They could have had Patrick Mahomes, who went six spots later to Kansas City.
The two quarterbacks - for Jacksonville, what is and could have been - were both on display Sunday, and Bortles responded with an afternoon to forget.
He threw four interceptions, was stripped while getting sacked, turned the ball over twice more on downs and generally had all kinds of trouble with the NFL's worst defense in a 30-14 loss to the Chiefs at Arrowhead Stadium .
"I can't throw four picks," he said. "Hard to win when you turn the ball over that many times."
Now, the Jaguars (3-2) are hardly going to give up on Bortles, especially after leading them to the AFC title game last year. But in a showdown between two of the top contenders to reach it this year, the former first-round pick put the weight of the loss squarely on his shoulders.
"We had a little bit of bad fortune. Had a tipped pick in the end zone, had a screen get picked. Got to find a way to see that and not let that happen," said Bortles, who finished 33 of 61 for 430 yards and accounted for two TDs, though most of that offense came as the Jaguars played from behind.
"It's stuff we've got to try to eliminate. It's a group effort," he said. "We all got to lock in and be better. But I think we've got a chance to get hot now and go win three in a row."
As for Mahomes? He threw for 313 yards and ran for a touchdown against the league's No. 1 defense, and made so many improvisational plays that it left several Jacksonville defenders tipping their caps.
"He's a good kid. They got a good thing going up here," Jaguars defensive tackle Malik Jackson said. "They got a lot of weapons. They got a lot of trick 'em stuff. They're good. I can't really sit here and talk mess, because they beat us, so they're good."
It wasn't exactly a fair fight, at least where Bortles is concerned.
Fournette was inactive with a hamstring injury, and the Jaguars lost backup Corey Grant during the game, leaving their running attack to banged-up T.J. Yeldon and journeyman Brandon Wilds.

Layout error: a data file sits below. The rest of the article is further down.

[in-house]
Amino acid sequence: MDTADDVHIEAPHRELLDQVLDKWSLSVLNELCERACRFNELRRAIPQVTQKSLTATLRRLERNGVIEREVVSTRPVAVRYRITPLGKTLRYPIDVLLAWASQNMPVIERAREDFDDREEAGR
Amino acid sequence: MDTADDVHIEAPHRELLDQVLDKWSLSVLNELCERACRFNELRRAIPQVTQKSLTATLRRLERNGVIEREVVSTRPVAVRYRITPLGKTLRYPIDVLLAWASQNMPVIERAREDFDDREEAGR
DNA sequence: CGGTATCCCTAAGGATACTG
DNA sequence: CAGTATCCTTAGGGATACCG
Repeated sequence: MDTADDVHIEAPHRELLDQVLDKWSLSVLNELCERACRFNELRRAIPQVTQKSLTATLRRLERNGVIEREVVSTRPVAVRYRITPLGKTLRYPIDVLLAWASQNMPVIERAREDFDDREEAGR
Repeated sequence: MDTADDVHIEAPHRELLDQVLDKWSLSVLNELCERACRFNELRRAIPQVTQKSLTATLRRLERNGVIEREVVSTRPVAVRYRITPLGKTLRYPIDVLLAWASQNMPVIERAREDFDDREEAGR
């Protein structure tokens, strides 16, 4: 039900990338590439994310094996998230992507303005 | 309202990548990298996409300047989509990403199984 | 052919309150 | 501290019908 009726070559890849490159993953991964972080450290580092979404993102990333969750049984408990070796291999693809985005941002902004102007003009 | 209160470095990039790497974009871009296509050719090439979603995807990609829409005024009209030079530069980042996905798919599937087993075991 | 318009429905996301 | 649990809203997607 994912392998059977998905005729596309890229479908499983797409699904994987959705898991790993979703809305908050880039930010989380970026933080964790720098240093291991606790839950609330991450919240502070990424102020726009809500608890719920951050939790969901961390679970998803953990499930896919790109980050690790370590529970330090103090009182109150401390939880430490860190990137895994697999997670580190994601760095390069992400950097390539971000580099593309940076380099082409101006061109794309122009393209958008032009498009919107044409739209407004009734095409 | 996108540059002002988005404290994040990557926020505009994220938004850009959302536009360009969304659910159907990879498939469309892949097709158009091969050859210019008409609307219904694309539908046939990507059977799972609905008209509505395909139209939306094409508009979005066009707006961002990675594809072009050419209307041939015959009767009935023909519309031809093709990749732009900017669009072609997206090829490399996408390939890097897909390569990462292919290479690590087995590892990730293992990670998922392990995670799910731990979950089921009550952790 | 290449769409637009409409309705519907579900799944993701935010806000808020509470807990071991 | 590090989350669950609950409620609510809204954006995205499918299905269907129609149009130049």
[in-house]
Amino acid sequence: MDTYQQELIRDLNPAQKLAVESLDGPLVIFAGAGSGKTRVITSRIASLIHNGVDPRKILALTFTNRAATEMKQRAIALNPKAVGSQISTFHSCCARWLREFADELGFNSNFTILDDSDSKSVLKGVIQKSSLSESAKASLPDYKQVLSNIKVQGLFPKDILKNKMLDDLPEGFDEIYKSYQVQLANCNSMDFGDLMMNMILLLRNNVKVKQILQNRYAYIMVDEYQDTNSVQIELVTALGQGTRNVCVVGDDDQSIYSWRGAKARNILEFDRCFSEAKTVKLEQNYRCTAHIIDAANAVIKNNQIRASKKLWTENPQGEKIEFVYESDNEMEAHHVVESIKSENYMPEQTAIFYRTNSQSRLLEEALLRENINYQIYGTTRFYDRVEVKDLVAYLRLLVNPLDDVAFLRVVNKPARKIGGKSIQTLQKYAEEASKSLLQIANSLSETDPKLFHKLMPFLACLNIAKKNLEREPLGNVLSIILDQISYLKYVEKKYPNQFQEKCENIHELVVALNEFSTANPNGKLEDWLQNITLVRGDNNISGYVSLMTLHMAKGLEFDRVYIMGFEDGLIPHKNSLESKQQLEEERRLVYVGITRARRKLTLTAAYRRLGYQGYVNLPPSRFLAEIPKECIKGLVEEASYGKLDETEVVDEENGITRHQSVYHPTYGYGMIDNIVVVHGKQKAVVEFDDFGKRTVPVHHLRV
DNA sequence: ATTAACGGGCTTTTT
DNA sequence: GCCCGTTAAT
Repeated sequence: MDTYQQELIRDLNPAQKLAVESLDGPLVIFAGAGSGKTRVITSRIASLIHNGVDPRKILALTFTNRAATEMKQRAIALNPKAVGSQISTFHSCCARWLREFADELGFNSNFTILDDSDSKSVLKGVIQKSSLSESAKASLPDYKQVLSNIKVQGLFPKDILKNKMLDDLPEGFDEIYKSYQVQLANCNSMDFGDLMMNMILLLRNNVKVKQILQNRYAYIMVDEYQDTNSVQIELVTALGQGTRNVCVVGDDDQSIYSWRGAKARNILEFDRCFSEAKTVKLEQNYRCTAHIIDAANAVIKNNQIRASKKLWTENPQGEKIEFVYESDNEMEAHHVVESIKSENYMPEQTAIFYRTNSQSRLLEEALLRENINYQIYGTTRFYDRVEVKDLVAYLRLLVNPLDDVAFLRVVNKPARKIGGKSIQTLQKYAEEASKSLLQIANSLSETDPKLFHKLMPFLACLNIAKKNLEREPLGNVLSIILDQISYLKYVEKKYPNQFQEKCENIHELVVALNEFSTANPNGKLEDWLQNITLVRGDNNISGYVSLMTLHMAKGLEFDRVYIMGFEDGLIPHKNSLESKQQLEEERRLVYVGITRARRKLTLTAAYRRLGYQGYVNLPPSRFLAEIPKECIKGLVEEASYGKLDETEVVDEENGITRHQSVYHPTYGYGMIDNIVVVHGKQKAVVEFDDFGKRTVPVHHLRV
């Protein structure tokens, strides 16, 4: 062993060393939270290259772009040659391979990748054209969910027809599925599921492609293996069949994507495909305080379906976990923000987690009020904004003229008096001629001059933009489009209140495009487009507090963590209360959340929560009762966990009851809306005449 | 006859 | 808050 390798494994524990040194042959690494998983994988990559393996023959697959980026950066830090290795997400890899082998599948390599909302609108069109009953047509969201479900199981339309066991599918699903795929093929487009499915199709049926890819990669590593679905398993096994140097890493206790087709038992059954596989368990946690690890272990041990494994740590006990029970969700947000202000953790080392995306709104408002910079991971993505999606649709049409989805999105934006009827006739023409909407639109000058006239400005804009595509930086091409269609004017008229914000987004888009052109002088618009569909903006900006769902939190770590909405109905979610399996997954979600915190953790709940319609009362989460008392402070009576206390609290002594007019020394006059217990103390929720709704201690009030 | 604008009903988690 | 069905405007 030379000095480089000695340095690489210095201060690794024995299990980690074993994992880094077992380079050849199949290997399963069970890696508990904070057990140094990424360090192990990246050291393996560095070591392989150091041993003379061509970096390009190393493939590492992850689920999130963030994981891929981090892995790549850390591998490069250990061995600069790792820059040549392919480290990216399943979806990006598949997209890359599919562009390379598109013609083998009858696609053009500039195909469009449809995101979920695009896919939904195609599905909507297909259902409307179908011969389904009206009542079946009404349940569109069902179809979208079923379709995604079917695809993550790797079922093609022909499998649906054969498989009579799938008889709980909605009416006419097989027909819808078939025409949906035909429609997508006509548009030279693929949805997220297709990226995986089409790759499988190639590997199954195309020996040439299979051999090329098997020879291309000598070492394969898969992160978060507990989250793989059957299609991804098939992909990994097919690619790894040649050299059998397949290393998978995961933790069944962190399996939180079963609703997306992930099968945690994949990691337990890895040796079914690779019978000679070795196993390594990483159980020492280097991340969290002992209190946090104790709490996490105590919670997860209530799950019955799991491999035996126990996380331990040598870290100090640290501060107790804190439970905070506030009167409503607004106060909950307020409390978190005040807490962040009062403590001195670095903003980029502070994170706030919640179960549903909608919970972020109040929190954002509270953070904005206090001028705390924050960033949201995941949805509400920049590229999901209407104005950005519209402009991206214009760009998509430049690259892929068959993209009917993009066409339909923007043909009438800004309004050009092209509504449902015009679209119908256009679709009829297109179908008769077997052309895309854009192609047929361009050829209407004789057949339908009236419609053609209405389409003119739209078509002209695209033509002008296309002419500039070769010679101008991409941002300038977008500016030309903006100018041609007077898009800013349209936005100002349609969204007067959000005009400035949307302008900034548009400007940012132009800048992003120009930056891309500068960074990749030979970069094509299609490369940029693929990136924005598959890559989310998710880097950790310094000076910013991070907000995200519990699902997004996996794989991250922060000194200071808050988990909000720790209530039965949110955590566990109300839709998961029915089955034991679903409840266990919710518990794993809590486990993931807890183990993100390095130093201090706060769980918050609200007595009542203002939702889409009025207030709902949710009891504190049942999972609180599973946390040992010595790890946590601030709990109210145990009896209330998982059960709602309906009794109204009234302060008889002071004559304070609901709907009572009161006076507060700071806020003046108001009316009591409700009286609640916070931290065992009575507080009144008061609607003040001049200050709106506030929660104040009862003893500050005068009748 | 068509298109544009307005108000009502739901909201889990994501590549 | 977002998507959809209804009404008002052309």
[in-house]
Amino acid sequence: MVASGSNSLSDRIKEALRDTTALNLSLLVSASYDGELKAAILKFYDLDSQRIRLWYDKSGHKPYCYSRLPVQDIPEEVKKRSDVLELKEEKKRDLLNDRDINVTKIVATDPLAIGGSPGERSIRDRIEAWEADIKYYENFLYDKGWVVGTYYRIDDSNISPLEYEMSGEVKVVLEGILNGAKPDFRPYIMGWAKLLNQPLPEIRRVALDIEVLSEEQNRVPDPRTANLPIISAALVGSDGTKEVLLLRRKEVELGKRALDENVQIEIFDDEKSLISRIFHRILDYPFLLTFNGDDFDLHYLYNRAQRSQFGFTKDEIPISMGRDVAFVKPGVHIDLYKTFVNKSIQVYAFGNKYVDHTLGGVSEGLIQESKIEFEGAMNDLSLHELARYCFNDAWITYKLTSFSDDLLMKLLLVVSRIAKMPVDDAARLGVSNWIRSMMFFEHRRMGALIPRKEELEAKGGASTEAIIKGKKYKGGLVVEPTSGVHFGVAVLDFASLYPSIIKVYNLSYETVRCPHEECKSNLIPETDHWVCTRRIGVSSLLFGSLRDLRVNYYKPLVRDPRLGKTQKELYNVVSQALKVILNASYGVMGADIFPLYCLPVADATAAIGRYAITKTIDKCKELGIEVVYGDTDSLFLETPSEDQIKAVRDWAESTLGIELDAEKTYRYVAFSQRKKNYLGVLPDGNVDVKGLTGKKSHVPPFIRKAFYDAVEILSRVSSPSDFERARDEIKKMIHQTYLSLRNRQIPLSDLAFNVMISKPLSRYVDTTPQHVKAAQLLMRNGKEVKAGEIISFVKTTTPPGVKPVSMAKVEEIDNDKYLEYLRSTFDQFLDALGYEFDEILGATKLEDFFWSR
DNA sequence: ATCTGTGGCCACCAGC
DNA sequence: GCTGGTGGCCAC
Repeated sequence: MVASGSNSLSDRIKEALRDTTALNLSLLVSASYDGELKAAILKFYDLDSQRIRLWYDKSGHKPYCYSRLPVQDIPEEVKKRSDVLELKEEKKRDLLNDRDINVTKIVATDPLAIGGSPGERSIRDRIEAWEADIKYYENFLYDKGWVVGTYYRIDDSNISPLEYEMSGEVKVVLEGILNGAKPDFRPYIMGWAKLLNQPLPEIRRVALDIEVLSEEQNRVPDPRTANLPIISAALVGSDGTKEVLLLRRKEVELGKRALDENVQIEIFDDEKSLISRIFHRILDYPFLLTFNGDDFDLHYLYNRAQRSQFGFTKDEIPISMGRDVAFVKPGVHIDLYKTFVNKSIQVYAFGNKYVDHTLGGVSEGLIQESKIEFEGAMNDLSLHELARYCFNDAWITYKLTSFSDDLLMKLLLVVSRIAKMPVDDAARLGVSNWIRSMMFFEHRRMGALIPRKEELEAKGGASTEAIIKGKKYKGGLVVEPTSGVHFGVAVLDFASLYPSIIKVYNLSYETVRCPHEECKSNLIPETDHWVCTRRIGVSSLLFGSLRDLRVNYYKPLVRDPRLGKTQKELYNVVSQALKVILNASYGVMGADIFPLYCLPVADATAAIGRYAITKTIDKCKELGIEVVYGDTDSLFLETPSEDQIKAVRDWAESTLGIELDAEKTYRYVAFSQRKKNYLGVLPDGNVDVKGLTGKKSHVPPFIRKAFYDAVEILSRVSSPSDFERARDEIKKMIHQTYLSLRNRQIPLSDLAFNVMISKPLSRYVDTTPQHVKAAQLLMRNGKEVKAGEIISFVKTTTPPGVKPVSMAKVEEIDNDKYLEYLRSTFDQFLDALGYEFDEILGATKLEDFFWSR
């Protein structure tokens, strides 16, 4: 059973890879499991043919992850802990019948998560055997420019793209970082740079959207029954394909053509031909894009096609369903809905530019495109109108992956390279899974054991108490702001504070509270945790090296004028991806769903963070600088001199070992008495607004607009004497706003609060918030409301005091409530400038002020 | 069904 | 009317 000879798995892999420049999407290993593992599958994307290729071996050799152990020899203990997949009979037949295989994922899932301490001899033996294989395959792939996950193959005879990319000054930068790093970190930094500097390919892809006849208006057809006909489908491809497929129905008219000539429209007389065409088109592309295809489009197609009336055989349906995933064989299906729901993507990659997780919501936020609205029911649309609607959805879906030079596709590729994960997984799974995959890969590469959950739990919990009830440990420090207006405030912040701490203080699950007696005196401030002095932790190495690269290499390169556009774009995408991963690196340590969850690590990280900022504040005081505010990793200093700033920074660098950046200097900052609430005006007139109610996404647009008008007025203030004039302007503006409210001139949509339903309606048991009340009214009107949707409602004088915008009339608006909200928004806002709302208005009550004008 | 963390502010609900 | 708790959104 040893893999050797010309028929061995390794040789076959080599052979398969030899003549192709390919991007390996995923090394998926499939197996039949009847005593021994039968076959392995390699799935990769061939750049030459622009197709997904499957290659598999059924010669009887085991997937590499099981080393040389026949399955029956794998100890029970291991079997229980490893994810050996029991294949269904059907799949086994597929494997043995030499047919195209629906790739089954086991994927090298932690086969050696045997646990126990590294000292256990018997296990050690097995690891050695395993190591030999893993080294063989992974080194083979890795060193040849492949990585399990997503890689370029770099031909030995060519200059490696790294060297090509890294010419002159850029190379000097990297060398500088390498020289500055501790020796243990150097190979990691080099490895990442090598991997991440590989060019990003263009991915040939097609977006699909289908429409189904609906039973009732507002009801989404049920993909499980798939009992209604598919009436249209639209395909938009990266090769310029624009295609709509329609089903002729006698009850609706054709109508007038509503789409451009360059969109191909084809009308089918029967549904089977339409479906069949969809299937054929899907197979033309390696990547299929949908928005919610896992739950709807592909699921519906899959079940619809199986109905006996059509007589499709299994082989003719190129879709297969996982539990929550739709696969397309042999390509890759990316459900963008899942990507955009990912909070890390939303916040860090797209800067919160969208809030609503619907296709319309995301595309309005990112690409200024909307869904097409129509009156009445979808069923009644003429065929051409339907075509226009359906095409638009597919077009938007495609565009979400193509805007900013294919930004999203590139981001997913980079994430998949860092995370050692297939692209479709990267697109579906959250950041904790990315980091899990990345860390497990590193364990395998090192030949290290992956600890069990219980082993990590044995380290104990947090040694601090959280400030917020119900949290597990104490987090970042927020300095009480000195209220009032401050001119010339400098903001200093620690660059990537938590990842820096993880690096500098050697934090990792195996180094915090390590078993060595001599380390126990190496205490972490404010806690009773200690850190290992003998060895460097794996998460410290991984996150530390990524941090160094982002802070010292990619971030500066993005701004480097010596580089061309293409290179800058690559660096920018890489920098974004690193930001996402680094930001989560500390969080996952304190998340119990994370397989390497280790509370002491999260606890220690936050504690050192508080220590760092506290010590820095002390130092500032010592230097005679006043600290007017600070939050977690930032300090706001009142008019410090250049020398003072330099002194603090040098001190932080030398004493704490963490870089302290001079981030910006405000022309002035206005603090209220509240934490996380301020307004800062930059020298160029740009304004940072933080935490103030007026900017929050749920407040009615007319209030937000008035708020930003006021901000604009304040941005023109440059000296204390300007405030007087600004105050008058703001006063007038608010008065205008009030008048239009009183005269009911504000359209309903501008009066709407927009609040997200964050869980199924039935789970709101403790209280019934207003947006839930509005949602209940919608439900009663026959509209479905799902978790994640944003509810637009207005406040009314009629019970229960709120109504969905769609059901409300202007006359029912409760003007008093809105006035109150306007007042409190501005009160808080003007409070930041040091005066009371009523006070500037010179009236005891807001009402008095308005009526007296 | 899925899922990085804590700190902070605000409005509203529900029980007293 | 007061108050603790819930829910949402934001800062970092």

Throw in an injury to left tackle Josh Wells and their offense became one-dimensional.
Then there was the sieve-like showing of the offensive line, which allowed five sacks and 11 hurries to a defense that had been ranked last in the NFL in yards allowed. If not for some nifty escape moves by Bortles, he probably would have gone down another handful of times.
"We've just got to do a better job. We've got to protect better, we've got to make better throws, we've got to make catches down there when we have it," Marrone said, lamenting their inability to score in the red zone in particular. "I think everyone knows we all have to do a better job down there."
What makes the performance Sunday even more maddening was the fact that Jacksonville was coming off 30-12 victory over the New York Jets in which Bortles and the offense were crisp and efficient, and that in turn came after a 9-6 loss to the Tennessee Titans in which they could do little right.
"We have to find a way to make plays early, sustain drives and get it rolling," Bortles said. "I felt like we waited until we were down in a bad place and decided we wanted to play, and we can't let that happen. We have to start from the beginning, at the first snap, playing as hard as we can play to do everything we can to be successful and score points."
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